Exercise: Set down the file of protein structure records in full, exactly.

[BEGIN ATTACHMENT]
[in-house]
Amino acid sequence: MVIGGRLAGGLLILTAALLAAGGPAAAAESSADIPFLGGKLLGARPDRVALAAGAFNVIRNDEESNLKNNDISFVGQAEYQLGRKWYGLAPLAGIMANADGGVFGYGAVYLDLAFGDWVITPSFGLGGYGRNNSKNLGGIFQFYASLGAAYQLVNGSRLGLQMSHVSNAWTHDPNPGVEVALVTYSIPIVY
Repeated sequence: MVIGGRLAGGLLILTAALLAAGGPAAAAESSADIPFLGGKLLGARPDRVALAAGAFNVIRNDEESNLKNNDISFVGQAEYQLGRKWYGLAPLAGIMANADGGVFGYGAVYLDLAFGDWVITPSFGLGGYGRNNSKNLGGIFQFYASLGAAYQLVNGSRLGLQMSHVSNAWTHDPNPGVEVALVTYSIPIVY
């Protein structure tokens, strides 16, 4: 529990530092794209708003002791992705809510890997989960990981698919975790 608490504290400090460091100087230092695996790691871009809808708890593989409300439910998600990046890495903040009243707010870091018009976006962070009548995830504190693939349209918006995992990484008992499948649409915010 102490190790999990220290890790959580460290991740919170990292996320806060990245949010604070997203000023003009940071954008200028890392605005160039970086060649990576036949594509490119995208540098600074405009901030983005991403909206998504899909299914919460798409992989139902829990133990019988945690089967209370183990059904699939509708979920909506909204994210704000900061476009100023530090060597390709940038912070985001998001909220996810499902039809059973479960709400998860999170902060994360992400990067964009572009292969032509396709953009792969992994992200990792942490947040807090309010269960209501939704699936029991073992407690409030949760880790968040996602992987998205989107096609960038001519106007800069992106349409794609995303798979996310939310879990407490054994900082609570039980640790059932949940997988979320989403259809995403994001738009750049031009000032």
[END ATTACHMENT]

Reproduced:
[in-house]
Amino acid sequence: MVIGGRLAGGLLILTAALLAAGGPAAAAESSADIPFLGGKLLGARPDRVALAAGAFNVIRNDEESNLKNNDISFVGQAEYQLGRKWYGLAPLAGIMANADGGVFGYGAVYLDLAFGDWVITPSFGLGGYGRNNSKNLGGIFQFYASLGAAYQLVNGSRLGLQMSHVSNAWTHDPNPGVEVALVTYSIPIVY
Repeated sequence: MVIGGRLAGGLLILTAALLAAGGPAAAAESSADIPFLGGKLLGARPDRVALAAGAFNVIRNDEESNLKNNDISFVGQAEYQLGRKWYGLAPLAGIMANADGGVFGYGAVYLDLAFGDWVITPSFGLGGYGRNNSKNLGGIFQFYASLGAAYQLVNGSRLGLQMSHVSNAWTHDPNPGVEVALVTYSIPIVY
């Protein structure tokens, strides 16, 4: 529990530092794209708003002791992705809510890997989960990981698919975790 608490504290400090460091100087230092695996790691871009809808708890593989409300439910998600990046890495903040009243707010870091018009976006962070009548995830504190693939349209918006995992990484008992499948649409915010 102490190790999990220290890790959580460290991740919170990292996320806060990245949010604070997203000023003009940071954008200028890392605005160039970086060649990576036949594509490119995208540098600074405009901030983005991403909206998504899909299914919460798409992989139902829990133990019988945690089967209370183990059904699939509708979920909506909204994210704000900061476009100023530090060597390709940038912070985001998001909220996810499902039809059973479960709400998860999170902060994360992400990067964009572009292969032509396709953009792969992994992200990792942490947040807090309010269960209501939704699936029991073992407690409030949760880790968040996602992987998205989107096609960038001519106007800069992106349409794609995303798979996310939310879990407490054994900082609570039980640790059932949940997988979320989403259809995403994001738009750049031009000032």